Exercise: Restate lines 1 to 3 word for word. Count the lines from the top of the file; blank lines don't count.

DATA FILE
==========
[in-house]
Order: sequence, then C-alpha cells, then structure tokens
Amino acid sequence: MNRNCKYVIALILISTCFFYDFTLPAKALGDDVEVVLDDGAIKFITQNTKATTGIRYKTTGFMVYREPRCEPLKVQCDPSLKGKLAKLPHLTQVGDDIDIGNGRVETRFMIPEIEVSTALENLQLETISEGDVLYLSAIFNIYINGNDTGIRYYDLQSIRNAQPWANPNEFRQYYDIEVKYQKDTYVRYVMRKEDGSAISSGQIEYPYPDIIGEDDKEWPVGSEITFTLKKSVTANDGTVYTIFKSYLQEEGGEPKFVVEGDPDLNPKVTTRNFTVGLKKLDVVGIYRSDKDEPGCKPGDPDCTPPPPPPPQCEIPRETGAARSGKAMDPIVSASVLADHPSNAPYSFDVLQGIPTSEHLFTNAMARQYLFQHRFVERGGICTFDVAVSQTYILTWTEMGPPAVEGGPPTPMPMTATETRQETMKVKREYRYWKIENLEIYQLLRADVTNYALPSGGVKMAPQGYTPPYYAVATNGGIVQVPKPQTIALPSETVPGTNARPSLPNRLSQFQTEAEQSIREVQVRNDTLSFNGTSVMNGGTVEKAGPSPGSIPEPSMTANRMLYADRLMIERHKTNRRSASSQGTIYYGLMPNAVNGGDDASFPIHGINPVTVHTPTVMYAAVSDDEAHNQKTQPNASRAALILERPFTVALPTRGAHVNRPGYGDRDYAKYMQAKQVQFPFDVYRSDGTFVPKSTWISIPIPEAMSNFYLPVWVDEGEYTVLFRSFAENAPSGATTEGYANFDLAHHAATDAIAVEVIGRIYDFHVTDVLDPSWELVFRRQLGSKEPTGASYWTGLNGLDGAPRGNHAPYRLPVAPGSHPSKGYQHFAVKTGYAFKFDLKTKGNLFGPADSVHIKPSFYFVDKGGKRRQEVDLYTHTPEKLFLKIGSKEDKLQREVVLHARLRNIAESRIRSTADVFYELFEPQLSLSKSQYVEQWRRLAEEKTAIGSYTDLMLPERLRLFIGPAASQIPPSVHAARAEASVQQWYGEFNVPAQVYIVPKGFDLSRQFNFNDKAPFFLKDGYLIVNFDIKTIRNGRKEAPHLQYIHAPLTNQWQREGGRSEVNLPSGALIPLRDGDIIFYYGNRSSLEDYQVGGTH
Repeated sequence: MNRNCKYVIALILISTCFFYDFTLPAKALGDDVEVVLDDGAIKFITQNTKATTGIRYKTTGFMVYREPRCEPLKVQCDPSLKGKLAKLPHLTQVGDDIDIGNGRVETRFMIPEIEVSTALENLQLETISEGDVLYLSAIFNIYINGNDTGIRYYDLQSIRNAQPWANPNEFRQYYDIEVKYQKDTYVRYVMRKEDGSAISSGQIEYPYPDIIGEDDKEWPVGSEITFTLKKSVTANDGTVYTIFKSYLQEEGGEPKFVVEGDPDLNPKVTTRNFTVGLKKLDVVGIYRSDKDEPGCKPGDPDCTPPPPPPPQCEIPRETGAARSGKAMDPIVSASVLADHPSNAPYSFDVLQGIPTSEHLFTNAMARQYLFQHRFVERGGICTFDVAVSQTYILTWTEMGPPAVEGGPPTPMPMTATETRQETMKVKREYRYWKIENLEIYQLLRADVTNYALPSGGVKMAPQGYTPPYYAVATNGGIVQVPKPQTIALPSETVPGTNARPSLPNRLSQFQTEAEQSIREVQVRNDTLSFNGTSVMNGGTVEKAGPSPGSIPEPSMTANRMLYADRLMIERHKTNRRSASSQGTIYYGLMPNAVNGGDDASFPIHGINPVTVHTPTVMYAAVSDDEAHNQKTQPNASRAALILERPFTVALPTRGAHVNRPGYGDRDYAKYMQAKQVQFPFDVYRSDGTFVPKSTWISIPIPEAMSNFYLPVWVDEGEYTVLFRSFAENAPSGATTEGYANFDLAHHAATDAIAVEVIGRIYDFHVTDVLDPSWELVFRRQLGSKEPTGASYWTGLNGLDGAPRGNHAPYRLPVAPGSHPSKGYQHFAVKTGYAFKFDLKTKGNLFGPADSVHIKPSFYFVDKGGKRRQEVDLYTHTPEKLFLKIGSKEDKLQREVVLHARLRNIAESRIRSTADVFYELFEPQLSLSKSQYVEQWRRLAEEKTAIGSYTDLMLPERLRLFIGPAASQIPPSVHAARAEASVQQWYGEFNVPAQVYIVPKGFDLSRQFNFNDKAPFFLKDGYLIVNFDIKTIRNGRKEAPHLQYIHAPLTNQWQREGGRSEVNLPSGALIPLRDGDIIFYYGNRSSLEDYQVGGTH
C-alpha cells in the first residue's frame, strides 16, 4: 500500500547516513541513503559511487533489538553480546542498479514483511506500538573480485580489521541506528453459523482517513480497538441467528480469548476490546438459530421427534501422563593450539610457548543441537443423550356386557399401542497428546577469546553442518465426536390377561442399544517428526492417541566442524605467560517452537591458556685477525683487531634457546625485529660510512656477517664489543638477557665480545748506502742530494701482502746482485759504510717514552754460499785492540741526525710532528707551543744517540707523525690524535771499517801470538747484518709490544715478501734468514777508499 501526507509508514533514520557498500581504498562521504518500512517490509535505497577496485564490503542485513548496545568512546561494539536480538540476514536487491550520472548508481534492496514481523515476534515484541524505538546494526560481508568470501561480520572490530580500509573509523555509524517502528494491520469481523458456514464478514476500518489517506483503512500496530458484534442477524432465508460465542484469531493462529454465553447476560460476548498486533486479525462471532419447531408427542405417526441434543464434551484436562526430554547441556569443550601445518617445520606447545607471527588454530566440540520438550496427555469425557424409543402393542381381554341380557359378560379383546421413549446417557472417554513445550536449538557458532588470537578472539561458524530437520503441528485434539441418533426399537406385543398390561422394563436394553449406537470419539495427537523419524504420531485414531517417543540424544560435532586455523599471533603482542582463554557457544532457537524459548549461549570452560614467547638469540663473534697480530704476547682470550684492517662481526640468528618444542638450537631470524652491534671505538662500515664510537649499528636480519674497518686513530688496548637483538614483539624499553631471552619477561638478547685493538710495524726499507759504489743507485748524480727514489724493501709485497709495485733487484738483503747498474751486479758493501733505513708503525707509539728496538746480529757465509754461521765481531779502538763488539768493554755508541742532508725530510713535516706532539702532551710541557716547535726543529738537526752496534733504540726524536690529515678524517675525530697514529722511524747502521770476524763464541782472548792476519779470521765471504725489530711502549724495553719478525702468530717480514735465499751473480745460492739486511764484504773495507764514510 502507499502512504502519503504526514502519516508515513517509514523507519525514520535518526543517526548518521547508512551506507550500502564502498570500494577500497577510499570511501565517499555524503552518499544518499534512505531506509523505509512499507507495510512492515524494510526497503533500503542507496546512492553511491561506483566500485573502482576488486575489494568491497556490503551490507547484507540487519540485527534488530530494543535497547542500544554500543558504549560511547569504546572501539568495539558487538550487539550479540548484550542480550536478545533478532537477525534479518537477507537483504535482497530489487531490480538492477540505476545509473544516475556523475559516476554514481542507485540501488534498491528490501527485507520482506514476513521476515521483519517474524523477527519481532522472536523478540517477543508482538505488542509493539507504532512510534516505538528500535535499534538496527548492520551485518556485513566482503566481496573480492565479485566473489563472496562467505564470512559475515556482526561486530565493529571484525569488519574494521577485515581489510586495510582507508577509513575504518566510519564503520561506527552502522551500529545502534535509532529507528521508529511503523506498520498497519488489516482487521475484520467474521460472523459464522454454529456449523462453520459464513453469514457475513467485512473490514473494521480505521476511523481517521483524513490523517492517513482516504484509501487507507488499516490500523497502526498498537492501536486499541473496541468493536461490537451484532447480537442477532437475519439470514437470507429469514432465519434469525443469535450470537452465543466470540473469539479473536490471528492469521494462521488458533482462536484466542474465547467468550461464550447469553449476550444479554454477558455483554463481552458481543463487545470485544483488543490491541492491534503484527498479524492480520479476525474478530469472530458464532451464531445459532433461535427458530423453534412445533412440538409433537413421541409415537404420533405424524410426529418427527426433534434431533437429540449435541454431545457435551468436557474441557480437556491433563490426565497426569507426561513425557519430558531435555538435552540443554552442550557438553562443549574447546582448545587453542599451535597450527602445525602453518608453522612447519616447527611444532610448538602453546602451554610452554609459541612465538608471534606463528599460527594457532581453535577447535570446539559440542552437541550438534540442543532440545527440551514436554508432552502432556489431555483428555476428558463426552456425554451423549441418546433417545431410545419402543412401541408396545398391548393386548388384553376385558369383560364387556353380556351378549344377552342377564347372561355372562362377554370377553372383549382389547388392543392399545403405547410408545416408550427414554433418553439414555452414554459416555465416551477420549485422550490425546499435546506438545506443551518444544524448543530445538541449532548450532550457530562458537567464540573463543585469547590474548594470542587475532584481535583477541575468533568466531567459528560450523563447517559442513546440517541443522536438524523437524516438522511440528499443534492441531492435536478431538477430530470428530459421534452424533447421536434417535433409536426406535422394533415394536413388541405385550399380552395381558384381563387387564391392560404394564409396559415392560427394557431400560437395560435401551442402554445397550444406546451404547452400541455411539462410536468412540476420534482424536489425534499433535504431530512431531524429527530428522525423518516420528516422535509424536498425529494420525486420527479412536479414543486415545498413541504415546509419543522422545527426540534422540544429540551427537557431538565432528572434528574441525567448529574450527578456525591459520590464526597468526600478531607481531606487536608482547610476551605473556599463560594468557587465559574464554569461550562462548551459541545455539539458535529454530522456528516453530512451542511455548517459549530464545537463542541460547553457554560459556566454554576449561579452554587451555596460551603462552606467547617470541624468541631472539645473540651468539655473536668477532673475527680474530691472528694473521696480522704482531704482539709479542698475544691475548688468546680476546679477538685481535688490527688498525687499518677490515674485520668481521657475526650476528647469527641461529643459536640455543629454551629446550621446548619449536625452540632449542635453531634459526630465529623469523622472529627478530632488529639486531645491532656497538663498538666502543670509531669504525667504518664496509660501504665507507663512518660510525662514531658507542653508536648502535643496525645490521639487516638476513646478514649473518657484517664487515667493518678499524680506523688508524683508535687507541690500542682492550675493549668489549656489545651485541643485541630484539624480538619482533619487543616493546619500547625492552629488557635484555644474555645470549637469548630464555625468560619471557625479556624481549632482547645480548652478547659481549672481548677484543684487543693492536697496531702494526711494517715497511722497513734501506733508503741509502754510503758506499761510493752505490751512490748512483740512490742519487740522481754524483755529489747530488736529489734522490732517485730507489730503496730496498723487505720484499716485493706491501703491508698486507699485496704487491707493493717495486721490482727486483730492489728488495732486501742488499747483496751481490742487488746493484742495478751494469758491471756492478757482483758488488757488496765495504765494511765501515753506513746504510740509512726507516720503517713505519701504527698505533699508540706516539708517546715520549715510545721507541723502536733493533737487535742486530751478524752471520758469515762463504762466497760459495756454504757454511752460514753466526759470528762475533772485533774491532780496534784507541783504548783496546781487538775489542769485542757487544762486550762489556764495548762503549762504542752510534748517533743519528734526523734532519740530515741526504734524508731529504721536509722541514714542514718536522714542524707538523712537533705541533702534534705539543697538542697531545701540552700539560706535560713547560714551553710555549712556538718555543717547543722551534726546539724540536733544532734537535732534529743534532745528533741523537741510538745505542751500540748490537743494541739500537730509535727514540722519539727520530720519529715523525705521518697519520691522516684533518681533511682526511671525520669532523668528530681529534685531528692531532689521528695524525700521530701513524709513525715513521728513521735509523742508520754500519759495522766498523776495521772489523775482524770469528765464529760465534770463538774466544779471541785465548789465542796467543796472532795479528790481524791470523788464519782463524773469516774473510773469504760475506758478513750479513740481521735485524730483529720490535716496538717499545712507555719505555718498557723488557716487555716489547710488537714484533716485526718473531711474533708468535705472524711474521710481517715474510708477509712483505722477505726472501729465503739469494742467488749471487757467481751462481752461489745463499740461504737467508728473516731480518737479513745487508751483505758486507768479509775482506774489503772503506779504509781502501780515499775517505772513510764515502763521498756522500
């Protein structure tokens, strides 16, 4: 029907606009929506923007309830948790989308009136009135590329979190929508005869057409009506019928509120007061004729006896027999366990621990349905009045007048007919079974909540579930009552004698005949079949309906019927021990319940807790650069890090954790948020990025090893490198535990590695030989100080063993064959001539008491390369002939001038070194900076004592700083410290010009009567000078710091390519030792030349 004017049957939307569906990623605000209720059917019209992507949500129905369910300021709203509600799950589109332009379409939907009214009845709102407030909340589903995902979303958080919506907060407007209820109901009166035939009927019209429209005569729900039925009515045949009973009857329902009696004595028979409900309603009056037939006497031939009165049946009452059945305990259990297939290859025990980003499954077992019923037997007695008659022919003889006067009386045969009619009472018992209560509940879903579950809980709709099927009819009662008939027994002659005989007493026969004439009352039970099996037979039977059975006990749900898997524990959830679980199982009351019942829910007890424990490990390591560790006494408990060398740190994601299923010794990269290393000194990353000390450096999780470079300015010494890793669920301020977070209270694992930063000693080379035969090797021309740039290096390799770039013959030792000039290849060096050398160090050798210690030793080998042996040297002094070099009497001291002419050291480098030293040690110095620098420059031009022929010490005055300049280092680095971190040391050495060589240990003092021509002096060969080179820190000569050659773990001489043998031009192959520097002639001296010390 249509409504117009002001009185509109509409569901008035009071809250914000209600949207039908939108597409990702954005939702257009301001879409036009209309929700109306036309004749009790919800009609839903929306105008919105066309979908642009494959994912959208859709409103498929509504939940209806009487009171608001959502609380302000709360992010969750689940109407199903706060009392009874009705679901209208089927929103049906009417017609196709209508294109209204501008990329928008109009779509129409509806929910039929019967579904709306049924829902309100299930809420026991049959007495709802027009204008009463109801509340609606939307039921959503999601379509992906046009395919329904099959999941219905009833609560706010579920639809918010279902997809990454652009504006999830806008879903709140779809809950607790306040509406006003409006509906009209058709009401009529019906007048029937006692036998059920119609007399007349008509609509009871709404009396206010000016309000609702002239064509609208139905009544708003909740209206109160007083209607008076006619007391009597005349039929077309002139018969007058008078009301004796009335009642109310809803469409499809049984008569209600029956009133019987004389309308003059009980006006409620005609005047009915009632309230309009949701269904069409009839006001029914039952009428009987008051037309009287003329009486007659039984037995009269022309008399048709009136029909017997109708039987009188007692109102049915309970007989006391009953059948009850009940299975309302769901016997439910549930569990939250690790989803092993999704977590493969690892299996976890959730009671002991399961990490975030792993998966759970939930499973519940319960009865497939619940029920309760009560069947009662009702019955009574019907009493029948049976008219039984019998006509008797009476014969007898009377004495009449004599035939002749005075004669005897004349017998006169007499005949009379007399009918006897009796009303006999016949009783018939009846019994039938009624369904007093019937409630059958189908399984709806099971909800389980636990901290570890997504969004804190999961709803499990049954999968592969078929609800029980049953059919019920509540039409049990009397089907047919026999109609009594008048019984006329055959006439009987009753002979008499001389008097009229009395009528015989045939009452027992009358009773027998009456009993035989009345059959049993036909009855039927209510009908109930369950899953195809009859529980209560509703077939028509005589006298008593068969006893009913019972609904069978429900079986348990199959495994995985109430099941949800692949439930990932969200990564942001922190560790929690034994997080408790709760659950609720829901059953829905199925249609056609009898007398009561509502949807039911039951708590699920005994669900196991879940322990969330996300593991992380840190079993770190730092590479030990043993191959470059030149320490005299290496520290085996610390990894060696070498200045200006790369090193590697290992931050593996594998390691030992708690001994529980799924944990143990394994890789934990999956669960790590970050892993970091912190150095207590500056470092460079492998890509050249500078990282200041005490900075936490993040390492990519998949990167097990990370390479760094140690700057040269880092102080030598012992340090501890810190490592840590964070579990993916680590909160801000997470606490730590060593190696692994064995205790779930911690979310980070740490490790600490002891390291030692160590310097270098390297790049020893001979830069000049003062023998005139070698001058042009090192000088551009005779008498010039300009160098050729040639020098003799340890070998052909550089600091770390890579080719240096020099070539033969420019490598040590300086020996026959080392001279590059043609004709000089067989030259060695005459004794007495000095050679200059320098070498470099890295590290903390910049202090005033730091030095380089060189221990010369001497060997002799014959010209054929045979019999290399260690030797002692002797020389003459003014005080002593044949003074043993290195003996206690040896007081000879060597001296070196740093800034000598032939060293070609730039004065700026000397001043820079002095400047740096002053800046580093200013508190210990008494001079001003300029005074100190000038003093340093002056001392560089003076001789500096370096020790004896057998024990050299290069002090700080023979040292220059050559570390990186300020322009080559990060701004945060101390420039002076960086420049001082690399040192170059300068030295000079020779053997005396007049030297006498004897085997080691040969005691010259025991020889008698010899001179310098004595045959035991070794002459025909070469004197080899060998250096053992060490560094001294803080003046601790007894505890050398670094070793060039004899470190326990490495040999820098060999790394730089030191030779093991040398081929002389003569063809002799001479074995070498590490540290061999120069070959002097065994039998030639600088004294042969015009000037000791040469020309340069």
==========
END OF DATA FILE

[in-house]
Order: sequence, then C-alpha cells, then structure tokens
Amino acid sequence: MNRNCKYVIALILISTCFFYDFTLPAKALGDDVEVVLDDGAIKFITQNTKATTGIRYKTTGFMVYREPRCEPLKVQCDPSLKGKLAKLPHLTQVGDDIDIGNGRVETRFMIPEIEVSTALENLQLETISEGDVLYLSAIFNIYINGNDTGIRYYDLQSIRNAQPWANPNEFRQYYDIEVKYQKDTYVRYVMRKEDGSAISSGQIEYPYPDIIGEDDKEWPVGSEITFTLKKSVTANDGTVYTIFKSYLQEEGGEPKFVVEGDPDLNPKVTTRNFTVGLKKLDVVGIYRSDKDEPGCKPGDPDCTPPPPPPPQCEIPRETGAARSGKAMDPIVSASVLADHPSNAPYSFDVLQGIPTSEHLFTNAMARQYLFQHRFVERGGICTFDVAVSQTYILTWTEMGPPAVEGGPPTPMPMTATETRQETMKVKREYRYWKIENLEIYQLLRADVTNYALPSGGVKMAPQGYTPPYYAVATNGGIVQVPKPQTIALPSETVPGTNARPSLPNRLSQFQTEAEQSIREVQVRNDTLSFNGTSVMNGGTVEKAGPSPGSIPEPSMTANRMLYADRLMIERHKTNRRSASSQGTIYYGLMPNAVNGGDDASFPIHGINPVTVHTPTVMYAAVSDDEAHNQKTQPNASRAALILERPFTVALPTRGAHVNRPGYGDRDYAKYMQAKQVQFPFDVYRSDGTFVPKSTWISIPIPEAMSNFYLPVWVDEGEYTVLFRSFAENAPSGATTEGYANFDLAHHAATDAIAVEVIGRIYDFHVTDVLDPSWELVFRRQLGSKEPTGASYWTGLNGLDGAPRGNHAPYRLPVAPGSHPSKGYQHFAVKTGYAFKFDLKTKGNLFGPADSVHIKPSFYFVDKGGKRRQEVDLYTHTPEKLFLKIGSKEDKLQREVVLHARLRNIAESRIRSTADVFYELFEPQLSLSKSQYVEQWRRLAEEKTAIGSYTDLMLPERLRLFIGPAASQIPPSVHAARAEASVQQWYGEFNVPAQVYIVPKGFDLSRQFNFNDKAPFFLKDGYLIVNFDIKTIRNGRKEAPHLQYIHAPLTNQWQREGGRSEVNLPSGALIPLRDGDIIFYYGNRSSLEDYQVGGTH